Tillman capitalized on a strong finish to his 2012 season by finally putting things together and earning an All-Star selection in 2013. However, a 4.42 FIP for 2013 shows that caution should be exercised. Tillman allowed 33 home runs and had an 80.5% strand rate, which was sixth highest in the league. Tillman and A.J. Griffin were the only qualified pitchers in MLB who had an ERA under 4.00 and allowed more than 26 home runs. Nonetheless, on the heels of his quality 2013 campaign, Tillman is likely to be named the Orioles' Opening Day starter.
Tillman had consistently disappointed at the MLB level since his 2009 debut, but he finally put some success together after receiving a July promotion. The problem is that Tillman's success appeared to ride on an insane .221 BABIP in 2012. Tillman has historically struck out a batter per inning in the minors. His 6.9 K/9 in 2012 was a career best, but his average in MLB over the last four years is closer to 6.0. Tillman is out of options, which means the Orioles would have to dangle him on waivers if he does not make the team. That could help him play his way into a rotation spot out of spring training, but his 2012 pace seems unsustainable given the aforementioned good fortune on balls in play.
Tillman, one of the key pieces of the trade which sent Erik Bedard to Seattle, has yet to launch as an Oriole. He struggled again in 2011, limping to a 5.52 ERA in 13 starts. For another season, Tillman still couldn't strike out twice as many as he walked, and a .348 BABIP doomed him. At 23, there is still plenty of time for Tillman to find it, and the Orioles won't be in any rush to jettison him either. Give it another year as beneath the young pitcher struggling with his control is a talented arm that dominated throughout his time in the minors against much older competition.
While Tillman's overall numbers were disappointing last season, he occasionally flashed the form that had scouts excited about him, including a start at Texas in which he took a no-hitter into the seventh inning. Besides Tillman's control problems, which have been a feature at each minor league step, Tillman's velocity dropped by nearly two mph on all three of his primary pitches. It probably would help matters if the O's didn't continually yank him up-and-down from Triple-A Norfolk like they did last season. We're not ready to cut bait on Tillman's potential, but we're also not willing to advise using anything more than a reserve pick on him.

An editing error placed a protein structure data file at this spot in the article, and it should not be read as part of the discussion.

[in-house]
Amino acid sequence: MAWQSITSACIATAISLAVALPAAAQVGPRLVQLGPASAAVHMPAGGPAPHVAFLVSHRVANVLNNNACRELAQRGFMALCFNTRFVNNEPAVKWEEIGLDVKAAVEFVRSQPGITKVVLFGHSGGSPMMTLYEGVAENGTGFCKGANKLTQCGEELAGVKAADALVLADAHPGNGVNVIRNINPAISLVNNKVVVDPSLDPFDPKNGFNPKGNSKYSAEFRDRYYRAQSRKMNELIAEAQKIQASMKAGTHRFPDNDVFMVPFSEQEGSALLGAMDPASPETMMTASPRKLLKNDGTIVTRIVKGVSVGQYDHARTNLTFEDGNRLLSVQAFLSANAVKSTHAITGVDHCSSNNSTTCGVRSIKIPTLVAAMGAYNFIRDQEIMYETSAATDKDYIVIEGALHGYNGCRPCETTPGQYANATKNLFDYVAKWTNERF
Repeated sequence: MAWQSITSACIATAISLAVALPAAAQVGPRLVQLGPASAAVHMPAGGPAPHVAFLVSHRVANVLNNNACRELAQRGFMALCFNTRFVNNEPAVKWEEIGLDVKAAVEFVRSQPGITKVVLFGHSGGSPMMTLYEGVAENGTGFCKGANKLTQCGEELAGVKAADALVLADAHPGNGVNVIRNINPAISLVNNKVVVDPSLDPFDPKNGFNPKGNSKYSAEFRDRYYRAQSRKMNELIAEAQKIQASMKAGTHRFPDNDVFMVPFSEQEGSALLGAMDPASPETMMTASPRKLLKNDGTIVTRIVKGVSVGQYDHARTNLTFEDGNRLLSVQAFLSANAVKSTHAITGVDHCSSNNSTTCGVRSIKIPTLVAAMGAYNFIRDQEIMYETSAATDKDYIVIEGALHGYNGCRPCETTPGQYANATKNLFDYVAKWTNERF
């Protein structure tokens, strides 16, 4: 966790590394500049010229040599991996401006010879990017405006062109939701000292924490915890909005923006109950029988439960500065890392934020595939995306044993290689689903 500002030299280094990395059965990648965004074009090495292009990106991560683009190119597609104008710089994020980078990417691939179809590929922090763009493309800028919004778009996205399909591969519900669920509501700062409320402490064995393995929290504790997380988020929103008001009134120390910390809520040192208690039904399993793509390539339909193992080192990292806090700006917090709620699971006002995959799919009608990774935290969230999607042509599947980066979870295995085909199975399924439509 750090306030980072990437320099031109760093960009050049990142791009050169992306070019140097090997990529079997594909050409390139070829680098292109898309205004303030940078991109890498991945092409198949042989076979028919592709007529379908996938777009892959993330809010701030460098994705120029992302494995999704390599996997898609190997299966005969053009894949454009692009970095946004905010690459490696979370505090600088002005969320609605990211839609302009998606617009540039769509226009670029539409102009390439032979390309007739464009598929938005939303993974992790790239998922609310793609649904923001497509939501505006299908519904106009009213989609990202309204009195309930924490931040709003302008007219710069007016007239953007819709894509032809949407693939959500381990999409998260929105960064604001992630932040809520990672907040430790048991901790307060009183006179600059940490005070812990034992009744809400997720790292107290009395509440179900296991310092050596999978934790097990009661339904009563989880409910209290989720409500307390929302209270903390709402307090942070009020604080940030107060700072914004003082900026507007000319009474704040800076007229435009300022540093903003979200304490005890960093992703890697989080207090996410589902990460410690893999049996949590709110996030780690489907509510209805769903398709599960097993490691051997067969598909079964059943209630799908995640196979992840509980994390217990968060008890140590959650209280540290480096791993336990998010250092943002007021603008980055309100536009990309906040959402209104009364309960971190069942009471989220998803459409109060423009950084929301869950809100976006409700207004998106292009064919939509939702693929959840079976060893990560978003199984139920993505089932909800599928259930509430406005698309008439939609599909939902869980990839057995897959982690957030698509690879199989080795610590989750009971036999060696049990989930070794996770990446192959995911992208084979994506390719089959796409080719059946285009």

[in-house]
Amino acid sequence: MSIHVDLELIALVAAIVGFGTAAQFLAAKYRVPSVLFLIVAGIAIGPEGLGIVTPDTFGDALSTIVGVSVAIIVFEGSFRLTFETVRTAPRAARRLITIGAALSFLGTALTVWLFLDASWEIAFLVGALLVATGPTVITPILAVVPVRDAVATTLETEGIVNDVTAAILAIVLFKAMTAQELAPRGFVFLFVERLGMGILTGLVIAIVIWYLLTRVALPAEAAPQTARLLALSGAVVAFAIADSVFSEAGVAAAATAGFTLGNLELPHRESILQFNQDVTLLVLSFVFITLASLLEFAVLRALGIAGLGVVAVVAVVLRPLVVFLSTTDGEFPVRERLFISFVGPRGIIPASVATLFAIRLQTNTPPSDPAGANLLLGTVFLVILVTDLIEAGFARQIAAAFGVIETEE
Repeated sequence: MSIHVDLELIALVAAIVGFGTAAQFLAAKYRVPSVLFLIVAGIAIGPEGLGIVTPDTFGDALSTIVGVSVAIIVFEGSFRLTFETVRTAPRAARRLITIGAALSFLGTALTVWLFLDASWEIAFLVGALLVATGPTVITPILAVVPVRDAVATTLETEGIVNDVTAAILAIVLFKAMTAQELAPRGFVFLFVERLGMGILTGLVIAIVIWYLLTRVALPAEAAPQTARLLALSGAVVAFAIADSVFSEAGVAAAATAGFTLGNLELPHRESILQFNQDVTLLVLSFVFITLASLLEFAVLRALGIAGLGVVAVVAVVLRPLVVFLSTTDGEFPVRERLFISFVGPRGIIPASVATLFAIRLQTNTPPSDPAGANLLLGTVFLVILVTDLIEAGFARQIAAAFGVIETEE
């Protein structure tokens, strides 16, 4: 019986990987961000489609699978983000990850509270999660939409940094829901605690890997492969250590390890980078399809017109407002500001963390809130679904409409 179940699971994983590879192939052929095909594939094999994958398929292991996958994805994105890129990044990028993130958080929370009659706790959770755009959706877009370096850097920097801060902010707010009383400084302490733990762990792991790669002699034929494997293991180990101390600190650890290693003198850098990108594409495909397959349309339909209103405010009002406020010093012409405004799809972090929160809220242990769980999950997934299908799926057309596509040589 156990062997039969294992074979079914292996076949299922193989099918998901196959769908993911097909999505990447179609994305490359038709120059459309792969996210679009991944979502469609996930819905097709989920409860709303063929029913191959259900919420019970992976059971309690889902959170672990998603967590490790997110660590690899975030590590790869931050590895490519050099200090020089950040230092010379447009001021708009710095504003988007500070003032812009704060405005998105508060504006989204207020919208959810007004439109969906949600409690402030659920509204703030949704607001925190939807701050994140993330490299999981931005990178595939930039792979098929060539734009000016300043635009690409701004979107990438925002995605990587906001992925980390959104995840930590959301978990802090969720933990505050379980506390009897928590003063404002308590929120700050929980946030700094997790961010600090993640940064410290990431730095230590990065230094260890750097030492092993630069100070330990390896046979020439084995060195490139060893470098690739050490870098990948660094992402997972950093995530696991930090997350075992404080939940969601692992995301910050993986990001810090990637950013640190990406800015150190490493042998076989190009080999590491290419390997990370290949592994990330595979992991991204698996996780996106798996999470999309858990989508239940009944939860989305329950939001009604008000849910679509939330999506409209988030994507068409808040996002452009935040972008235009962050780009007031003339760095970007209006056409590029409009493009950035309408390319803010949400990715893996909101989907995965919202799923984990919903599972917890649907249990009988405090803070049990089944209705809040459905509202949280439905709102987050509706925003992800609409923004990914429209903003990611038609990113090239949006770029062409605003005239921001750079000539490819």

Tillman's highly anticipated debut came with some growing pains. Unlike his counterpart Brian Matusz, Tillman did not close the season well. However, Tillman threw a career-high in innings between Triple-A and Baltimore and any rookie pitcher is expected to struggle at times. The future looks bright as Tillman has the stuff of a front of the rotation starter, but the question is when the light will come on. He has proven himself in the minors and will be in the rotation out of spring training this season.
While Adam Jones was the trendy name in the Erik Bedard deal, Tillman was the biggest prize. After an 11-4 season at Double-A, with a 3.18 ERA Tillman is the farthest along of the Orioles' top pitching prospects and is one of the better pitching prospects in baseball. Tillman turns 21 in April and will not be rushed to the big leagues. Expect him to get a full season in Triple-A, with a chance for a September call-up.
Tillman was named the organization's Minor League Pitcher of the Year last season as he led all Mariners minor leaguers with 139 strikeouts in 135.2 innings between Low-A and High-A. Tillman earned a quick promotion after posting a 3.55 ERA and a 2.6:1 K:BB ratio at Low-A Wisconsin but initially had trouble acclimating to the hitter-friendly California League. He had a 9.29 ERA in his first seven starts through June, but slowly improved to the point that he posted a 1.82 ERA in six August starts. Tillman pitches in the mid-90s and has a plus curve but needs to improve his control (4.04 BB/9 last year). A second-round pick in 2006, Tillman is just 19 and needs more time to refine his mechanics and command.